Courtesy of RITTER Sports Performance, a SwimSwam partner
Caeleb Dressel is doing things that many fans of the sport find unbelievable. Whether it’s making an 18-second 50 look easy, or going 40.00 in the 100 Free, to not breathing on the last lap of fly, the list of his feats keeps growing.
It’s important not to lose the perspective that he’s actually been preparing to do many of these feats for most of his swimming career.
Jason Calanog, the assistant coach for Men’s Swimming at Texas A&M, was one of Caeleb’s developmental coaches at The Bolles School. While on the Coaches Corner Jason talked about the approach that went into Caeleb’s progression and what he still does with the “sprinters” he coaches.
“I don’t just do 2,000-3,000 yards with them. You know sometimes these sprinters are doing 5,000 or 6,000 yards a practice. It’s a little bit of a different approach in that I want them to become ‘swimmers.’
“My goal is for you to be a swimmer not just a ‘sprinter’ and when you’re 25 or 26, when you’re a man or a pro swimmer that’s a little bit different situation. But as a college person who’s 18 or 19, I want you to be called a ‘swimmer.’
“I think that’s what’s special and what’s impressive about what Caeleb’s doing right now. The world is seeing him do things that they never thought sprinters would do but he’s been training this way his entire life.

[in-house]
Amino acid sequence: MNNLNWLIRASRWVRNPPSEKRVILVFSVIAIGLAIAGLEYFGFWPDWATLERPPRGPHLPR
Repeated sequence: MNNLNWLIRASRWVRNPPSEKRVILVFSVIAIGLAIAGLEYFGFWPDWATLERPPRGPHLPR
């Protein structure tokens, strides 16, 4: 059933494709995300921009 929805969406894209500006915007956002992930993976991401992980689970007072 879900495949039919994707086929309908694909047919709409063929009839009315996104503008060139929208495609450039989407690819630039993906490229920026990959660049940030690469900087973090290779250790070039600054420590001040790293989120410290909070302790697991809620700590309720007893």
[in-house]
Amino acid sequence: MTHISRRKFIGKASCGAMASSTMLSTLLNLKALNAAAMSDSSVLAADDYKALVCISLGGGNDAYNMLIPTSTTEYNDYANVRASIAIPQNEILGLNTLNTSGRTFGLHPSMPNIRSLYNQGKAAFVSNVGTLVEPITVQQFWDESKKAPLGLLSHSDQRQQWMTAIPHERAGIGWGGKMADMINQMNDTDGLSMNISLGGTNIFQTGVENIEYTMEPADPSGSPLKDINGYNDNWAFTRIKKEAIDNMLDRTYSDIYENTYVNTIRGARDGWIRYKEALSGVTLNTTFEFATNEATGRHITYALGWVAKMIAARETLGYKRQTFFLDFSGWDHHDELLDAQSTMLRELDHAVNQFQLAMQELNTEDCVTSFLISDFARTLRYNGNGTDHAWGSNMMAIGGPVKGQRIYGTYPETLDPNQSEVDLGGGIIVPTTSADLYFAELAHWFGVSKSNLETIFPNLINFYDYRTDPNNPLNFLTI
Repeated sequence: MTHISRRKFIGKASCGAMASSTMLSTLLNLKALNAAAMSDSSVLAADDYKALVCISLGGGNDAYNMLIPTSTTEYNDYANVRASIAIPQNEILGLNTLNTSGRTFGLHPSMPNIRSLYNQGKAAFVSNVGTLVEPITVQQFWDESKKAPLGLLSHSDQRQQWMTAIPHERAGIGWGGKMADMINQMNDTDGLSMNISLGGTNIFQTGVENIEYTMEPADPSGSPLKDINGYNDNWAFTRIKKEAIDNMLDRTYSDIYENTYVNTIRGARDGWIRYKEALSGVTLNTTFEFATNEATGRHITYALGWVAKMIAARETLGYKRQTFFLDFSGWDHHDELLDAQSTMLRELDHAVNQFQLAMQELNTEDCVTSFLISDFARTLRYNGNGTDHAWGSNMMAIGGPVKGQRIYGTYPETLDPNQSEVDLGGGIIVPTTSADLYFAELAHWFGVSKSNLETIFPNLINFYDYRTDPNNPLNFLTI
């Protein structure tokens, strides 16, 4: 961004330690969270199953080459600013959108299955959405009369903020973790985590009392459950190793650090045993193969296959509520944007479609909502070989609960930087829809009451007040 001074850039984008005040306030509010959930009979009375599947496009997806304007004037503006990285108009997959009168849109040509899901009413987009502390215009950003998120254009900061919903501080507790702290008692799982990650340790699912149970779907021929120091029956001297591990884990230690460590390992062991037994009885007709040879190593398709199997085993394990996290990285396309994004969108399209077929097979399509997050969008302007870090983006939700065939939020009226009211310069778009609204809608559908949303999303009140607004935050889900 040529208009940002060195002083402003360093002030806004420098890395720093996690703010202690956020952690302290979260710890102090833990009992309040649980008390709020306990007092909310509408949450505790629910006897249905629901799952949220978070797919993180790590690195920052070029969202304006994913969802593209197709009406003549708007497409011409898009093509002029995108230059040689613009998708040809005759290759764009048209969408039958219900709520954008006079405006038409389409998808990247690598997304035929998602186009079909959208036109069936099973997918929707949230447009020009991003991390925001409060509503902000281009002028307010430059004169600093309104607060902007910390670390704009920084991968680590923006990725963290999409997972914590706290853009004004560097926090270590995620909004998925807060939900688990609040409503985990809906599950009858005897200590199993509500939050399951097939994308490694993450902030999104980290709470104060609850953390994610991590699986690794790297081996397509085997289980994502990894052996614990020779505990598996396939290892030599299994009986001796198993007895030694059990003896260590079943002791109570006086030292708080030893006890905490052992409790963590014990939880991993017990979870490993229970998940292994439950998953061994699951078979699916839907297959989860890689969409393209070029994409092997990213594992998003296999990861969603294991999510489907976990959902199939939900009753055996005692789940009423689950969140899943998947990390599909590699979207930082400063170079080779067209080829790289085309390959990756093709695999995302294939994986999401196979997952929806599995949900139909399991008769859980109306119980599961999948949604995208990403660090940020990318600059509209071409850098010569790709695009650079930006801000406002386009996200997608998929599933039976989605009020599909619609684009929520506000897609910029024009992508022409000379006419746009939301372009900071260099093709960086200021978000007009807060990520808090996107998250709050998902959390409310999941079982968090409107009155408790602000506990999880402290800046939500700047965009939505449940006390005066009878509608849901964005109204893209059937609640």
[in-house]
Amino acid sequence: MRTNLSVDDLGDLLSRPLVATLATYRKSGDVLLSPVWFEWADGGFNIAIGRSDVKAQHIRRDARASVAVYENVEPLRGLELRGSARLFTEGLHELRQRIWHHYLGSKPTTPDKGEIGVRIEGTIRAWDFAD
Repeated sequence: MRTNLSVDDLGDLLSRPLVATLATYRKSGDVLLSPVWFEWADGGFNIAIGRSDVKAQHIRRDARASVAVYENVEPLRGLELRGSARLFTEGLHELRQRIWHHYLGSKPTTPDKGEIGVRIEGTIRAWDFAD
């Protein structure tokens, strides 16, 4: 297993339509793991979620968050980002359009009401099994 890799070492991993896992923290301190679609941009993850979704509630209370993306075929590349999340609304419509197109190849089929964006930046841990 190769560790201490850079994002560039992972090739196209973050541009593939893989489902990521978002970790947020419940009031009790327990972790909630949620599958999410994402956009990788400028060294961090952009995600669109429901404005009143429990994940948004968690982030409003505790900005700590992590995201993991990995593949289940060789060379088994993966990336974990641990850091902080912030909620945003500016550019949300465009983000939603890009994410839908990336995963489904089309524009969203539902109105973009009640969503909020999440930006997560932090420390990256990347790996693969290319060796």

“When he was with me he was doing 20x400IMs and he was still going 18-seconds in the 50. It’s a matter of telling these guys that they’re swimmers.
“He always considered himself a swimmer. So I do the same thing with the sprinters here at Texas A&M.”
Caeleb’s success is proving out this approach more and more. But this isn’t really unique to Caeleb. Michael Phelps of course is THE example of diversifying in swim training and many others like Natalie Coughlin, Ryan Lochte, all the way back to Tracy Caulkins and Shane Gould have used the same formula.
So what’s the key that coaches should focus on if they’re wanting to set their swimmers up for future success?
Jason puts it to his swimmers like this: “You know we need you to be good at certain places. That’s where we need to be good. But also, be ready for anything.”
Jason Calanog was recently featured in the Coaches Corner on RITTER Sports Performance, where he explained, in-depth a four-week training stretch for the team. It even included all the workouts leading up to a historic dual meet performance against the Texas Longhorns in which Texas A&M won for the first time in 55 years!
What’s really unique about Jason’s coaching position at Texas A&M is that he and the Head Coach, Jay Holmes, rotate what groups they coach on a regular basis. So, in the Coaches Corner you’re able to see how Jason approaches the “sprinters” and the “distance” swimmers and sometimes how similar the workouts end up being.
Jason is also candid about what he’s even picking up from being around the women’s team and Head Coach Steve Bultman.
“I’m always learning and experimenting. I never wanted to always do the same thing. I want to test out what other coaches are doing and how to incorporate my style in my type of practices so I’m always learning. I think it’s important that I’m always challenging myself and trying to be two steps ahead of my swimmers.”
You can get full access to the training discussions with Jason and all the past featured coaches of the Coaches Corner, including: Dave Salo, Gregg Parini, Todd DeSorbo and many more.
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